Kentucky Fish and Wildlife plans prescribed burns on nearly 2,100 acres of public lands

Published 11:30 am Monday, October 23, 2023

Kentucky Lantern

Kentucky Fish and Wildlife has announced plans for controlled burns on portions of five Kentucky public land areas “to improve forest and grassland health and enhance habitats preferred by native wildlife.”

According to a news release, Fish and Wildlife officials and partnering agencies are scheduling prescribed burns on 2,096 total acres of the Clay, Grayson Lake and Paul Van Booven wildlife management areas (WMA) in Eastern Kentucky, as well as Taylorsville Lake and Green River Lake WMAs in Central Kentucky as part of ongoing hardwood forest improvement projects.

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Here is the rest of the news release: These portions of the WMAs will be closed to the public during the prescribed burns and reopen after active fire is no longer present.

The burns will be conducted on weekdays between now and January when burning conditions are optimal from both environmental and safety standpoints. Exact dates will depend on weather and site factors.

Managers will take into consideration wind, air temperature, relative humidity, soil moisture and other factors before determining when to conduct the burns. Staff receive extensive training in planning and conducting prescribed burns and have specialized equipment to safely achieve the desired results.

Signs will be posted to provide guidance about the locations of the prescribed burns and areas that are closed to the public. Updates will be posted on the Kentucky Fish and Wildlife website (fw.ky.gov) and Twitter (@kyfishwildlife) when the dates are set.

Burns are planned for four units of Clay WMA, totaling 960 acres primarily in Nicholas County, in October or November. The timing of burns on this WMA will avoid fall quota hunts there, as well as a planned fall aerial spraying project being conducted to control non-native, invasive shrubs that have become predominant on many sites and are adversely affecting wildlife habitat conditions. Public access to the remainder of the 8,980-acre WMA should not be impacted.

At Grayson Lake WMA, the burn will focus on one unit with 231 acres in Carter County in November or December. Burn timing for this WMA will also avoid fall quota hunts on this property, and public access to the remainder of the 8,026-acre WMA should not be impacted.

On the Paul Van Booven WMA, an 80-acre portion of the property encompassing the native warm season grass fields in Breathitt County will have a burn in late October or mid-November, scheduled to minimize impacts to hunting seasons this fall. Public access to the remainder of the 2,287-acre WMA should not be impacted.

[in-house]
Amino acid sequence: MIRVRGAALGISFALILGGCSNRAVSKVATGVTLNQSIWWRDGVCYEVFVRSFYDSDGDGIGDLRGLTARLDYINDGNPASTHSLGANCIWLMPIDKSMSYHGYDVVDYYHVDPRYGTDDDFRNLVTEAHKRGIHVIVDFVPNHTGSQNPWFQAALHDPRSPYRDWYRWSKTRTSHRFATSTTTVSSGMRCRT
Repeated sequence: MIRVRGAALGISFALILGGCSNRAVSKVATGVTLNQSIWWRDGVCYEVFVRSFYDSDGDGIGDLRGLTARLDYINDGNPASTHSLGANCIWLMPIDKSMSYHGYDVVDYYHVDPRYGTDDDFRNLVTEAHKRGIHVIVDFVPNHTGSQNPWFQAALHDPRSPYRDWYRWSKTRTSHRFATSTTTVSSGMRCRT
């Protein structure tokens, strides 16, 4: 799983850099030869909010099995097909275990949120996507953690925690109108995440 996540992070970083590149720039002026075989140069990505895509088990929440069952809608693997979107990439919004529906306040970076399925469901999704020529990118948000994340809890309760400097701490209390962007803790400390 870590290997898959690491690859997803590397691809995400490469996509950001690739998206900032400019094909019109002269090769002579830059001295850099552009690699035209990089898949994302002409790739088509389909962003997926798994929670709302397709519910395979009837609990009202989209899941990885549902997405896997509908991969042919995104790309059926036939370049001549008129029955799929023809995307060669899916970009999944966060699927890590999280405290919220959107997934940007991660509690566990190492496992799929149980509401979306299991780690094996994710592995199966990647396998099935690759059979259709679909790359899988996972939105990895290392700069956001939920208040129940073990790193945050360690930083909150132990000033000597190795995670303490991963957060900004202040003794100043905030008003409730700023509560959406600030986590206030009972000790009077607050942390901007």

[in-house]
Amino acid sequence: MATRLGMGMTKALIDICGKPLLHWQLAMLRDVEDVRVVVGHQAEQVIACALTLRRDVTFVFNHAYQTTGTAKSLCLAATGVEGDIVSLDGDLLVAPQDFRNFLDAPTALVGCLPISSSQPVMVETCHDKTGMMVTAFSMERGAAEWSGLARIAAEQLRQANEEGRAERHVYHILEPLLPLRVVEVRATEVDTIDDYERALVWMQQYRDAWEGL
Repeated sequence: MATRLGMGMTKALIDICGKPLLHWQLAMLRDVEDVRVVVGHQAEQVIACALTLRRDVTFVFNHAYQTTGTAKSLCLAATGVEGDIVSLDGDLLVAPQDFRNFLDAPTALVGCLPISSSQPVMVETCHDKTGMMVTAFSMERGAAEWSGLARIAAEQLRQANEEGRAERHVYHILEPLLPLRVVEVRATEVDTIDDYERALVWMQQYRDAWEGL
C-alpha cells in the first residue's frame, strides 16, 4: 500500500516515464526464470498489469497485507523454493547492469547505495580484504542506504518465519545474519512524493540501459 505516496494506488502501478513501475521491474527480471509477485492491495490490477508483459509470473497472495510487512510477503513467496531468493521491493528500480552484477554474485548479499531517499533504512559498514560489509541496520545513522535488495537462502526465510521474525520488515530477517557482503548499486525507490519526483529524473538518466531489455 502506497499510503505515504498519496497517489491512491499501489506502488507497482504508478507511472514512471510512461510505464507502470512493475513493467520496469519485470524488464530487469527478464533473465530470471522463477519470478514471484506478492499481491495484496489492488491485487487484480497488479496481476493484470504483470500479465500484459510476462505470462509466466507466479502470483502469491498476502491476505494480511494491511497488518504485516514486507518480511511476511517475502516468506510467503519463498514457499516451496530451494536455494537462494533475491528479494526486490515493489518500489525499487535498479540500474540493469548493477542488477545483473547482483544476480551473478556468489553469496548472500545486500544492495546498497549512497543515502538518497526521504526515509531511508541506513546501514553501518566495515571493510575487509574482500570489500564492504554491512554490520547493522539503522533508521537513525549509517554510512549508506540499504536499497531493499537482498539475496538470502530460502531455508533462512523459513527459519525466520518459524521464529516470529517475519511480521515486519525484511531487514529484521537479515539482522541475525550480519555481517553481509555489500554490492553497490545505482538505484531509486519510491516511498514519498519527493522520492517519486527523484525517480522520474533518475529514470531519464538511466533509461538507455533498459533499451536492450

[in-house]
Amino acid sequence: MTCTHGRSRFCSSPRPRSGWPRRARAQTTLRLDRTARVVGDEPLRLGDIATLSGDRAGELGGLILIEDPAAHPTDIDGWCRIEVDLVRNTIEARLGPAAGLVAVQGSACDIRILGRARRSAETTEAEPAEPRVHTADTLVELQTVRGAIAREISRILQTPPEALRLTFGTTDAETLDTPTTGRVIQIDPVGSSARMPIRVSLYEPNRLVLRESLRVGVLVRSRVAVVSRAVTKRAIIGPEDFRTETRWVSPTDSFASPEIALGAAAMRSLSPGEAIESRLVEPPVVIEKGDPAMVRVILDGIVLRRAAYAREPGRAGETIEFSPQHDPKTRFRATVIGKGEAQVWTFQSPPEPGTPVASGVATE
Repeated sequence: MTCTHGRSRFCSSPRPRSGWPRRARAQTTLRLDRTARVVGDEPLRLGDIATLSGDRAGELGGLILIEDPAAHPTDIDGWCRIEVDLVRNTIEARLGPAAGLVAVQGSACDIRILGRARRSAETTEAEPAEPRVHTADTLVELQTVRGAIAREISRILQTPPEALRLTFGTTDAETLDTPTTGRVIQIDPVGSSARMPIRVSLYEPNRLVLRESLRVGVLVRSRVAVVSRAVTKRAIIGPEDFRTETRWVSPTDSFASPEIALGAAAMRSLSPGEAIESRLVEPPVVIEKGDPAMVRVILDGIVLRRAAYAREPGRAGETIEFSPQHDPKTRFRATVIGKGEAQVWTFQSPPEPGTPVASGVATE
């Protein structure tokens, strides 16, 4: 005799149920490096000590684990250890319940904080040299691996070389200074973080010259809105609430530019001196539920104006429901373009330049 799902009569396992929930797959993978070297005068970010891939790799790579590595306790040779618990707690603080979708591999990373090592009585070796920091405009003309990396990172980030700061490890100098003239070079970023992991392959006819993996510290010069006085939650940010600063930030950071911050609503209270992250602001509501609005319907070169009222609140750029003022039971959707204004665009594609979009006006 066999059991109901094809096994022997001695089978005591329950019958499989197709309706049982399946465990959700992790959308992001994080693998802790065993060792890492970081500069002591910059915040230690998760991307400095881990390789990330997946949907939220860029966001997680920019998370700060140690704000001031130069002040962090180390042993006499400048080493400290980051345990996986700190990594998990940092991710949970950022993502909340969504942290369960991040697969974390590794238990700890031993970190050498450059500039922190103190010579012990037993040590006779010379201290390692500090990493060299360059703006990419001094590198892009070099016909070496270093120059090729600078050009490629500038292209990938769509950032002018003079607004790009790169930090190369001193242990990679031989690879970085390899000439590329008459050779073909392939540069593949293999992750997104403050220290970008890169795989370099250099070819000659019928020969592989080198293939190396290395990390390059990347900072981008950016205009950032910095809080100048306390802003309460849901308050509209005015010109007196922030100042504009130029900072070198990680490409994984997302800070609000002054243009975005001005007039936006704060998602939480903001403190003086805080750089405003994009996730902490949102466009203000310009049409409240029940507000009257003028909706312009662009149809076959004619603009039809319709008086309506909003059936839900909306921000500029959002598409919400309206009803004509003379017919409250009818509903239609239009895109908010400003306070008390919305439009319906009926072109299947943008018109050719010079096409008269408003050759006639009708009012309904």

The Taylorsville Lake WMA burn will be conducted on two units comprising 800 acres of the Briar Ridge section of the WMA in Spencer County. Burn timing for this WMA will take place late-October to mid-November and will also avoid fall quota hunts. The Briar Ridge section of the WMA, including the rifle range, will not be accessible via KY 3228 during prescribed burning activities. Other public access to Taylorsville Lake and the remainder of the 9,419-acre WMA should not be affected.

At Green River Lake WMA, the smallest planned burn will focus on only 25 acres in Taylor County in late October or mid-November. Burn timing for this WMA will also avoid impact to quota hunts this fall, and public access to the remainder of the 21,021-acre WMA should not be impacted.

Coordination with local authorities ensures the safety of staff and the surrounding communities. Adjacent landowners are also being notified of the planned burns, and the areas will be monitored until all fire, embers and smoke are extinguished.

Prescribed fire is an efficient tool for habitat management. The management goals of the burns are to increase production of nuts and soft fruits and to enhance the regeneration of oaks. Burning sets back woody plant growth in fields and along edges, creates desirable open spaces on the ground’s surface by removing leaf litter, improves native grass and wildflower composition within fields and helps control invasive plants.

Officials have a narrow window of time to conduct the fall burns to achieve the desired results. Autumn is an optimal time for using fire to eradicate undesirable tree and shrub species, and to promote regeneration and growth of nut-producing trees such as oak and hickory.

For more information about prescribed burning, visit kyfire.org.